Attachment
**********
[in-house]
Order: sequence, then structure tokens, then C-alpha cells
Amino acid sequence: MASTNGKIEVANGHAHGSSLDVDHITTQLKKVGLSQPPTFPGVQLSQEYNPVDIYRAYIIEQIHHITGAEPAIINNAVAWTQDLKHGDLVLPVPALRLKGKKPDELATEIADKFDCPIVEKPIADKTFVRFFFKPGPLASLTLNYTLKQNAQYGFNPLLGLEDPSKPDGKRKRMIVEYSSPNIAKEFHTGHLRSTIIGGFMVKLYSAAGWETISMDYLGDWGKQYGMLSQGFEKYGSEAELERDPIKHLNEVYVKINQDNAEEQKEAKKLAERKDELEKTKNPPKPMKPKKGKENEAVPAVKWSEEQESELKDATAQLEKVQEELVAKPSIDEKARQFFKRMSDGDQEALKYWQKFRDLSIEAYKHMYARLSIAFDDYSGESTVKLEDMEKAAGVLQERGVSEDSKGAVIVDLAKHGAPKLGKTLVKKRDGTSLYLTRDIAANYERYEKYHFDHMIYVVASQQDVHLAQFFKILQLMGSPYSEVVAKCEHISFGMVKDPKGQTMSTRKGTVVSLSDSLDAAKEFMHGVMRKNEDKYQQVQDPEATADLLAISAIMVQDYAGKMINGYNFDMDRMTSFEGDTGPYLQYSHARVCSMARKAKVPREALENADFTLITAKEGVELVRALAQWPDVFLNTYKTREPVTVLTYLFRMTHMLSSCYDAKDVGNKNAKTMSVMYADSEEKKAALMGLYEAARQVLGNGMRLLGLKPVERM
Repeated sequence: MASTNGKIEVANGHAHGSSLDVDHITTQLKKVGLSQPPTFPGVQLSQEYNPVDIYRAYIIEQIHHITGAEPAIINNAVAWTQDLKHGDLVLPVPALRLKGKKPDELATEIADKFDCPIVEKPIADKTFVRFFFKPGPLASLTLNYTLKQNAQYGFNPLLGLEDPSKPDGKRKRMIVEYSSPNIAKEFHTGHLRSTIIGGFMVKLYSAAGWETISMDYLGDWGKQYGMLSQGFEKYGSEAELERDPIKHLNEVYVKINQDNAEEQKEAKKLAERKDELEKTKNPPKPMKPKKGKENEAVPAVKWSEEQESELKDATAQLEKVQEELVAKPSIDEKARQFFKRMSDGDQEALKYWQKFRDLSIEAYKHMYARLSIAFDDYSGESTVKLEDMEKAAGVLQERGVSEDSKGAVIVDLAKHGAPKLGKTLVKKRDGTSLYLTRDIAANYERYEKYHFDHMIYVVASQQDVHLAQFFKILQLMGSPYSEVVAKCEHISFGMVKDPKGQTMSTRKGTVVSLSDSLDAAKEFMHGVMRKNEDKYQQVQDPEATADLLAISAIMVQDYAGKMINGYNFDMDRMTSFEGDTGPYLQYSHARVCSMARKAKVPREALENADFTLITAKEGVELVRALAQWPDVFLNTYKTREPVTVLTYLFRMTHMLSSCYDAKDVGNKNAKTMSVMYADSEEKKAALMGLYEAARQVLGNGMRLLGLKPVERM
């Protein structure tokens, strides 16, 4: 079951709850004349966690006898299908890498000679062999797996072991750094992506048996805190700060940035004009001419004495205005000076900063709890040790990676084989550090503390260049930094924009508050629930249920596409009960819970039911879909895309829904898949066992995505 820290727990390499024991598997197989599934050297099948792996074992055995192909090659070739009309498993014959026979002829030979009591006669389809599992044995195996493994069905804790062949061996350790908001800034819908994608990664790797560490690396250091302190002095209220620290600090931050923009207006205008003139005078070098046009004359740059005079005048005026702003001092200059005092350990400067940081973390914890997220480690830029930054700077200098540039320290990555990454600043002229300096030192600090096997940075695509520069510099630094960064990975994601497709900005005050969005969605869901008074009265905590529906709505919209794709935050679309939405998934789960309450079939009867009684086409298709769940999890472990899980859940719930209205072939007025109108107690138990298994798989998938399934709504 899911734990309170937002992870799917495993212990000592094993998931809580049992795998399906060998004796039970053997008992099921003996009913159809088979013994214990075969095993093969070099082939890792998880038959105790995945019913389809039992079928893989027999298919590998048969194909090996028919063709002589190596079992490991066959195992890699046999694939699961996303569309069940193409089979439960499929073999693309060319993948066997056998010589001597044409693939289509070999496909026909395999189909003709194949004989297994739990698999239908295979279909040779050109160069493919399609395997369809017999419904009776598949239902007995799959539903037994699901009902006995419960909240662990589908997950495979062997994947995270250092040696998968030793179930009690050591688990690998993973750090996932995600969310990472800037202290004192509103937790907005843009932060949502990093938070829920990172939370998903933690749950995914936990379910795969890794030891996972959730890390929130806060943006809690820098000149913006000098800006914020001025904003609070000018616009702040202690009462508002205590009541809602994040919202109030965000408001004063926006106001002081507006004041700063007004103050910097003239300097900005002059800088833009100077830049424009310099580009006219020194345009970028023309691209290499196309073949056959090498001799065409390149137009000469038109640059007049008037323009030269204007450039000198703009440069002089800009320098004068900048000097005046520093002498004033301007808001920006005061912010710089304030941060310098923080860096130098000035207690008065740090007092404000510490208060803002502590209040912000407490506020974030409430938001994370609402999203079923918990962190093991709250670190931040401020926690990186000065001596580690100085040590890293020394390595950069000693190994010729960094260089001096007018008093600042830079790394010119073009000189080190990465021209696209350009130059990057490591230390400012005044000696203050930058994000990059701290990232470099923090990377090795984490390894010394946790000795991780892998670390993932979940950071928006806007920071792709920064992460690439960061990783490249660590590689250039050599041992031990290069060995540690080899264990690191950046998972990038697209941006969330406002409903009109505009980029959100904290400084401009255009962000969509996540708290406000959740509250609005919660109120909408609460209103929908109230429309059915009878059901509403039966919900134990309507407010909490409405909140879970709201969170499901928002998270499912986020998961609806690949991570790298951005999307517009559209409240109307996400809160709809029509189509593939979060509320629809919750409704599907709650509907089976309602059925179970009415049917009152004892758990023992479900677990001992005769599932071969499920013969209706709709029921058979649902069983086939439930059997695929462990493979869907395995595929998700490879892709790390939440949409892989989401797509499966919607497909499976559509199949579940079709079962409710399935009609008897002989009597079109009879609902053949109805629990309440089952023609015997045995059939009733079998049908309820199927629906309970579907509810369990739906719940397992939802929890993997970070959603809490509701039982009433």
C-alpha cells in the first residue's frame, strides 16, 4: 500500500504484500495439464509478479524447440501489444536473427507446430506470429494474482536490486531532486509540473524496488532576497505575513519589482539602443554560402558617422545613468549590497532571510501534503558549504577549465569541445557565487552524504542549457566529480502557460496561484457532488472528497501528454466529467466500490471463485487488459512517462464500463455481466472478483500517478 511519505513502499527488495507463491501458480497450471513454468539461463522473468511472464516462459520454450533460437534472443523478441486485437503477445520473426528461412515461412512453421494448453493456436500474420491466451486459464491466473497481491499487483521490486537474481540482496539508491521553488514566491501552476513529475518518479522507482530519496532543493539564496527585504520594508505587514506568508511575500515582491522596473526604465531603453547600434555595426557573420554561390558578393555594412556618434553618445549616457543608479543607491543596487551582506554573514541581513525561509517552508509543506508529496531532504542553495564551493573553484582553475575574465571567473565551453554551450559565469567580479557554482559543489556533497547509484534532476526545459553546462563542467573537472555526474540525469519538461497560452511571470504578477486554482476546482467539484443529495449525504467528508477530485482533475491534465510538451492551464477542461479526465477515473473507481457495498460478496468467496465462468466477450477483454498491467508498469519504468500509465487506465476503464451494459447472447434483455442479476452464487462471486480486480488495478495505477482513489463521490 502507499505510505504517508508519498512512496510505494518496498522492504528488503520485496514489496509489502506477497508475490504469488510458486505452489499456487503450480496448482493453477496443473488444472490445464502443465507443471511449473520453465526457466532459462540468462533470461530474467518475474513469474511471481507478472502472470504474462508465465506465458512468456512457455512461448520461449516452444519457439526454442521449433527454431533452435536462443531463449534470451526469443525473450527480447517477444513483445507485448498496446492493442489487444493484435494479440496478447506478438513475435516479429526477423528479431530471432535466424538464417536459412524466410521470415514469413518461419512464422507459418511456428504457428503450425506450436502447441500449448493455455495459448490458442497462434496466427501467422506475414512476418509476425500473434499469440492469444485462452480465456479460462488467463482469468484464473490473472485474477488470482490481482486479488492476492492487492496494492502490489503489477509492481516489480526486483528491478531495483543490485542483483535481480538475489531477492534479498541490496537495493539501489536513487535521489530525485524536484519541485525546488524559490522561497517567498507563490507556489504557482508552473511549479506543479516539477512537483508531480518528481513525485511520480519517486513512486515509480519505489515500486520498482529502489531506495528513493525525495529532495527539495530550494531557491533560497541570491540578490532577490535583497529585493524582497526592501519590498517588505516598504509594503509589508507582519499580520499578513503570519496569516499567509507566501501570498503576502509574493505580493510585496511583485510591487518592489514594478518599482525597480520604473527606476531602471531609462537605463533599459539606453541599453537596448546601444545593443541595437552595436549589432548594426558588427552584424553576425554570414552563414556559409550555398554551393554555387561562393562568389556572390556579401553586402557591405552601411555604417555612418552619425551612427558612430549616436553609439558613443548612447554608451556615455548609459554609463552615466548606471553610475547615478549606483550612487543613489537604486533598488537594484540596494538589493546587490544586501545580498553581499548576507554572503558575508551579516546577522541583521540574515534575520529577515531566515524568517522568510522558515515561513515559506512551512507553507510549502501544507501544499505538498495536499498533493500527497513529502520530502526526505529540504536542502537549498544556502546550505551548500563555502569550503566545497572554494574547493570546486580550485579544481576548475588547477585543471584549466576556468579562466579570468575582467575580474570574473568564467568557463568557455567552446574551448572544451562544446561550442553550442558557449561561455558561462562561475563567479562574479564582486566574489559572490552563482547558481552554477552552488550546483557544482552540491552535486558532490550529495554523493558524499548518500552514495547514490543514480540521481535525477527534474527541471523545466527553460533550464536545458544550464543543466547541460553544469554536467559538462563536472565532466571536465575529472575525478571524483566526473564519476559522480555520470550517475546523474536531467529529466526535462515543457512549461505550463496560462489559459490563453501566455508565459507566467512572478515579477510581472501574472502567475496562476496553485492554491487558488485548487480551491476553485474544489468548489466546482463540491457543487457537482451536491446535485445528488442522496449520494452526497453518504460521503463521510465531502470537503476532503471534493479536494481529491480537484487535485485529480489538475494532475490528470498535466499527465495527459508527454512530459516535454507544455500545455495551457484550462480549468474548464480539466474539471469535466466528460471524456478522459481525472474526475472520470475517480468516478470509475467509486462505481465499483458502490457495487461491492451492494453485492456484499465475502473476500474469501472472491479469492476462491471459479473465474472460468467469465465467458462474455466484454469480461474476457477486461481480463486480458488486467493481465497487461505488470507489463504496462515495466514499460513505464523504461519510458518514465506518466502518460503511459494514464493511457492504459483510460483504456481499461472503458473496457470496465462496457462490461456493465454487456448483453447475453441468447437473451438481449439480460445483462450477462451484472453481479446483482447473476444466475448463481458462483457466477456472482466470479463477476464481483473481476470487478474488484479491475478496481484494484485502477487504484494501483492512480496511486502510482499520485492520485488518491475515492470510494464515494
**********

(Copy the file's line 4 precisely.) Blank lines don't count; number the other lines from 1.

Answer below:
Repeated sequence: MASTNGKIEVANGHAHGSSLDVDHITTQLKKVGLSQPPTFPGVQLSQEYNPVDIYRAYIIEQIHHITGAEPAIINNAVAWTQDLKHGDLVLPVPALRLKGKKPDELATEIADKFDCPIVEKPIADKTFVRFFFKPGPLASLTLNYTLKQNAQYGFNPLLGLEDPSKPDGKRKRMIVEYSSPNIAKEFHTGHLRSTIIGGFMVKLYSAAGWETISMDYLGDWGKQYGMLSQGFEKYGSEAELERDPIKHLNEVYVKINQDNAEEQKEAKKLAERKDELEKTKNPPKPMKPKKGKENEAVPAVKWSEEQESELKDATAQLEKVQEELVAKPSIDEKARQFFKRMSDGDQEALKYWQKFRDLSIEAYKHMYARLSIAFDDYSGESTVKLEDMEKAAGVLQERGVSEDSKGAVIVDLAKHGAPKLGKTLVKKRDGTSLYLTRDIAANYERYEKYHFDHMIYVVASQQDVHLAQFFKILQLMGSPYSEVVAKCEHISFGMVKDPKGQTMSTRKGTVVSLSDSLDAAKEFMHGVMRKNEDKYQQVQDPEATADLLAISAIMVQDYAGKMINGYNFDMDRMTSFEGDTGPYLQYSHARVCSMARKAKVPREALENADFTLITAKEGVELVRALAQWPDVFLNTYKTREPVTVLTYLFRMTHMLSSCYDAKDVGNKNAKTMSVMYADSEEKKAALMGLYEAARQVLGNGMRLLGLKPVERM